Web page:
In addition to his many years on the corporate side of percussion, Feldstein has also been an advocate for music education. “If you’re lucky enough to earn a living doing this, part of your responsibility is giving back,” he explains. He has served on the NAMM board, is currently on the International Foundation for Music Education (a NAMM research committee), and is chairman of the NARAS (the Grammys) Educational Committee as well as the Boards for Bands of America and VH1 Save the Music. Feldstein has also given clinics in almost every state in the country and around the world.

Perhaps his most impressive “claim to fame” is that, as an author and/or composer, he has over 700 books or pieces published. One of his most well-known books is Alfred’s Drum Method, co-authored with Dave Black.

“I had met Sandy five years earlier during a meeting with Louie Bellson regarding some new jazz charts for publication,” remembers Black, currently Editor-in-Chief, School & Church Publications, at Alfred. “A few months after I began working there in 1985, he asked me to co-write a successor to the [Roy] Burns and [Haskell] Harr methods. That book turned out to be what put me on the map. Sandy really took me under his wing and taught me a lot about writing books.”

Some of Feldstein’s other “bestsellers” include his Practical Theory books, a series of three volumes; his band methods, both the Yamaha Band Student (Alfred series) and the Yamaha Advantage; his Practical Dictionary of Musical Terms; and his Snare Drum Rudiment Dictionary. He is also proud of being commissioned to compose a piece for chorus, band, and orchestra celebrating the 150th centennial of MENC. But what is his all-time favorite piece? “Whatever I’m working on right now,” Sandy chuckles. “The thrill you get when your first piece is published doesn’t go away. It still happens when you get your 700th piece published, too!”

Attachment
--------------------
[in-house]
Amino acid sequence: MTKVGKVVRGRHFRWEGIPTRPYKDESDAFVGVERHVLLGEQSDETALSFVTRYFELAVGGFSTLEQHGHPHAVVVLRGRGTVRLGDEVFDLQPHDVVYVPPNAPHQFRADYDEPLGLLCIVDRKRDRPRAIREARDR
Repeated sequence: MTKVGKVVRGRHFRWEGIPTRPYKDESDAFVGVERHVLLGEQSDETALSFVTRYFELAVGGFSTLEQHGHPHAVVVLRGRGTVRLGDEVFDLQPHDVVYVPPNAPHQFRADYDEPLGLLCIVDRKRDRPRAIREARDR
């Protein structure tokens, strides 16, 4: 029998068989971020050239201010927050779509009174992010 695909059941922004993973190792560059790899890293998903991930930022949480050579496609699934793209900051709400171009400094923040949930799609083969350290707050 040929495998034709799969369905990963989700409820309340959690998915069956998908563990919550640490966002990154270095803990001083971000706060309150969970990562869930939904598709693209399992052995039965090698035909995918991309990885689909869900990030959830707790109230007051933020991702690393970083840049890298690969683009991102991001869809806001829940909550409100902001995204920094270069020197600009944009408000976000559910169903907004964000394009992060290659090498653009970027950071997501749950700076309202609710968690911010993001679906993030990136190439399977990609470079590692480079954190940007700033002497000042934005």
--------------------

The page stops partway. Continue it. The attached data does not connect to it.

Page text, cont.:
Has the music publishing business changed over the past four decades? “It’s always been an area where the entrepreneurial spirit works,” Feldstein replies. “People can write something that works well with their students, or works well for them as a player, and then actually produce it themselves—that has to continue. But the major publishers have seen the value in the percussion area and have gotten much more involved, including producing DVDs. You could always get a snare drum book published, but now there are many mallet and percussion books, too.”

Besides teaching and writing, what does Feldstein consider his greatest accomplishments? “I’ve had the opportunity to work with some talented people who are now in high positions in our industry—in education and performance as well as manufacturing and publishing,” he says. “I hope I’ve given them some inspiration and maybe some information that has helped them be successful. And the same holds true for the artists I have collaborated with. When I work with someone on a book, I hope I have given the author some insights into the educational processes, into writing, and into publishing, which will make his second book better and his third book better yet. I hope I have inspired musicians to want to give back by developing materials that will help others learn. No matter how big a star is as a performer, he or she still gets a certain joy out of seeing a book or a DVD in print.”

Does Feldstein think of himself as a percussionist or composer? “Percussion has always been my first love and I think it always will be,” he smiles. “But I think my biggest thrill is that I’ve had the opportunity to work with some of the greatest people. During my tenure at Belwin, at Columbia, at Warner Bros., at Carl Fischer, at Alfred, and now with my own company PlayinTime Productions, I’ve had my finger on thousands of percussion projects. I’m privileged to have worked with those artists and been able to guide them in building libraries of educational material that has helped our art develop.”